In June, President Obama signed an executive order intended to ease the burden of student loan repayment for millions of young Americans. The action extends to borrowers the ability to cap monthly payments for certain federal student loans at 10% of the borrower’s discretionary income as of December 2015. Applying to those who took out loans before October 2007, this action would benefit about five million indebted students.
Obama’s action also includes a Pay as You Earn program which would forgive loans after twenty years. Special bonuses apply for borrowers working in designated public service jobs, including employment through a federal, state, or local government organization, or a nonprofit that provides some specific public services, such as public education, law enforcement, public health or legal services. Upon meeting these conditions, dismissal of a student’s loans can occur after only ten years.
Education Secretary Arne Duncan’s alarming assertion that while the federal government does not yet have an estimated cost for Obama’s plan, he is certain it will “figure that out on the back end,” should be a source of concern in itself. Duncan claims that the combined aspects of plans from Obama and Senate Democrats would enable 25 million borrowers to refinance their outstanding loans, forgiving the average student of about $2,000.
That $50 billion total burden does not just disappear. This conservative cost estimate from the administration means that the weight of loan forgiveness will no doubt fall on the shoulders of taxpayers.
And the rising costs do not stop there. Subsidizing student loans in this way gives college administrations extra room to ramp up tuition costs and launch pricey projects that often fly under the radar. In this way, the student loan crisis starts to look a lot like the progression of the 2008 mortgage market bust.
President Obama’s executive action failed to address the core of the problem: the ever-increasing cost of college itself. Some economists have argued that increasing government funding and loans without addressing the steep tuition hikes has made college less attainable because of the upward pressure on price.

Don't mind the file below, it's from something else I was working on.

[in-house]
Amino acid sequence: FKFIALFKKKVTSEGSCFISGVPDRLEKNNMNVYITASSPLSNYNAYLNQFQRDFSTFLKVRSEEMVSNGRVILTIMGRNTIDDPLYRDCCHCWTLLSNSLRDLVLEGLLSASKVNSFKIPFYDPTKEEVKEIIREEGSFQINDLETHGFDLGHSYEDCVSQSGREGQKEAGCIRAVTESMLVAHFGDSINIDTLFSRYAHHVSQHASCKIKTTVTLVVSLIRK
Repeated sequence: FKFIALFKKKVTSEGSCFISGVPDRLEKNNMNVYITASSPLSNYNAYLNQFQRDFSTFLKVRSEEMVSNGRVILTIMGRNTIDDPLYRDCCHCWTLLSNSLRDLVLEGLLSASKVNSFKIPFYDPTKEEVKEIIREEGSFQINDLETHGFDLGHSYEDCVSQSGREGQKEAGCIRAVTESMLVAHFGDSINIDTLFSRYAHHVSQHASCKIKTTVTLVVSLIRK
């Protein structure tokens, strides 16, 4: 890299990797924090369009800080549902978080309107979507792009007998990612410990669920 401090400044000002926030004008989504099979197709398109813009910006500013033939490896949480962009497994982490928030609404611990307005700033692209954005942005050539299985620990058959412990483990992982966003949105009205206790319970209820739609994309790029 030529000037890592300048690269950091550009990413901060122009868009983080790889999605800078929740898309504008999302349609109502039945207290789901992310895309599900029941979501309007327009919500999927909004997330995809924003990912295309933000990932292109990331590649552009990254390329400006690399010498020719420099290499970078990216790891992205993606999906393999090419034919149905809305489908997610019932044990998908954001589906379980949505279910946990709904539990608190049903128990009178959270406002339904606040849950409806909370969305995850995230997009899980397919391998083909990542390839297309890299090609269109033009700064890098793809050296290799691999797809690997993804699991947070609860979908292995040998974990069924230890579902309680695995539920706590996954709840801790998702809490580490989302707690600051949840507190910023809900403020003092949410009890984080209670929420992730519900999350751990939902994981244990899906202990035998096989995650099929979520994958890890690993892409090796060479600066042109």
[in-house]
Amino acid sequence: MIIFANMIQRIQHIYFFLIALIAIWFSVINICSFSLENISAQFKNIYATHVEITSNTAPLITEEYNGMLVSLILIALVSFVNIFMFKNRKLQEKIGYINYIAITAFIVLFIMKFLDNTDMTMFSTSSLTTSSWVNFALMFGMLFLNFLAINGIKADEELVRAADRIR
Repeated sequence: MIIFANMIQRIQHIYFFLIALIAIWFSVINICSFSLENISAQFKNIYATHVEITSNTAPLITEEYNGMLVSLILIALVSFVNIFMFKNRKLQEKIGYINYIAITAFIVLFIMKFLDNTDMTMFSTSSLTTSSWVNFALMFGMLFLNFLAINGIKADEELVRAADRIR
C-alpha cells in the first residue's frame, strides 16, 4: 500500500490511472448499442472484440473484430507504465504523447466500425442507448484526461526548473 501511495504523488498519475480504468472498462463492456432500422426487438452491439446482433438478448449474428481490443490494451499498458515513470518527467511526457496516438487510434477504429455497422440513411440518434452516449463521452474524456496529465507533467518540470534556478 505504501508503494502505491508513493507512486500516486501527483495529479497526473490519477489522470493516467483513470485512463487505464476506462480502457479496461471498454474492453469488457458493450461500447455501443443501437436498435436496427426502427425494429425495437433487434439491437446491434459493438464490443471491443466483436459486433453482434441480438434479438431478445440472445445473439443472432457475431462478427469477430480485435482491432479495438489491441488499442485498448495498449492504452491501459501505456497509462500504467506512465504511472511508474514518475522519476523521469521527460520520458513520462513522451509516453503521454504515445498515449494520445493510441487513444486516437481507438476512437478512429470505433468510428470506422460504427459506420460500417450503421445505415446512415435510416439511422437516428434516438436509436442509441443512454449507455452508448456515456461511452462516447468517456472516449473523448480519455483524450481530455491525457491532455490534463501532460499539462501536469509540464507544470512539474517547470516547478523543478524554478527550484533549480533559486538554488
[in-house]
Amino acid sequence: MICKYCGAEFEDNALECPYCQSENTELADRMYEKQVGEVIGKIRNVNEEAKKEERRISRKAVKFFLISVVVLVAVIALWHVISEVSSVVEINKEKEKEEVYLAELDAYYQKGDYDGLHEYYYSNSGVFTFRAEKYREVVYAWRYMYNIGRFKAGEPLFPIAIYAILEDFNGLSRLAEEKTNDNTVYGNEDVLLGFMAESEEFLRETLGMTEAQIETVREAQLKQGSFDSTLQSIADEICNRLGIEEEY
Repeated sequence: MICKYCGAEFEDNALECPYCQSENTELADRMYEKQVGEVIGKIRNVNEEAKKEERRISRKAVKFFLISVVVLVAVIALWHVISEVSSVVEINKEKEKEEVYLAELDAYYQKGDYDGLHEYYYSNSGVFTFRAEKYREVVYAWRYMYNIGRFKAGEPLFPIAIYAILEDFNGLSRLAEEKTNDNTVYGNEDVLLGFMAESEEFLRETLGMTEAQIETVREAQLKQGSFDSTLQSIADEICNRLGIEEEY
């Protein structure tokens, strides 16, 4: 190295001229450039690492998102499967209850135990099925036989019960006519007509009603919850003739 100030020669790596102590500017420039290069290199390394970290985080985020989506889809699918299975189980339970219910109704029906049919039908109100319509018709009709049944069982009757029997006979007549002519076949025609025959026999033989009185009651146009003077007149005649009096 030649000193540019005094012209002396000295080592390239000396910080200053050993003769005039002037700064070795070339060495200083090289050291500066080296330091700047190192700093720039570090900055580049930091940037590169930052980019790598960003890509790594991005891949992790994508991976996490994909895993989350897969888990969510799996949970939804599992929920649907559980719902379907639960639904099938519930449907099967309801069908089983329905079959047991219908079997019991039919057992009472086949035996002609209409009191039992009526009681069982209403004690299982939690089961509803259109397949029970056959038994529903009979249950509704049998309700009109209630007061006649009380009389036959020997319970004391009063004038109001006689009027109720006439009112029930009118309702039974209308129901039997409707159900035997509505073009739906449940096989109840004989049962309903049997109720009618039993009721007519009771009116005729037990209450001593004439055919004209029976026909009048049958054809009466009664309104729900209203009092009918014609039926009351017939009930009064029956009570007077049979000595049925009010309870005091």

While proponents of Obama’s proposal claim it will calm borrowers by lessening the burden of student loans, supporters must realize that this action alone may encourage colleges to hike up tuition even further. This hurts the very students it aims to help, as higher costs lead to more debt and difficulty paying off loans. The Department of Education reports that default rates on student loans rose to 14.7% in 2013. With policies that enable tuition increases, we can expect default rates to continue to soar, creating negative consequences for borrowers.
Tuition prices continue to increase at double the rate of inflation. According to the College Board, 88% of undergraduate students at public colleges and 70% of full-time undergraduates at private, nonprofit institutions faced increased tuition costs in the 2013-2014 school year. The White House observed, “Over the past three decades, the average tuition at a public four-year college has more than tripled, while a typical family’s income has barely budged.”
States are also subsidizing public higher education less. States are spending 23% less per student on average, with all but three states spending less per student in 2013 than they did in 2008. As states make cuts, colleges compensate by passing the bill to students.
The federal government holds the majority share of the student loans market. The Consumer Financial Protection Bureau estimates that more than $1 trillion of the overall $1.2 trillion of outstanding student debt comes from federal student loans. This number does not account for all college costs incurred by families, who may use other lines of credit to finance the ever-climbing cost of higher education. Federal dominance in student loans began with a 2010 provision that dictated all new federal loans would occur through direct loans, rather than through agreements with private lenders.
More urgency should be placed on increasing financial transparency to help control climbing tuition costs. The first step could be requiring schools receiving federal support to provide descriptive statements explaining any escalation in tuition, along with plans of action to prevent future increases. Reining in the price of college via transparency will cut the problem from its root; on the other hand, subsidizing student loans without addressing rising tuition expenses perpetuates a nasty cycle of snowballing costs.
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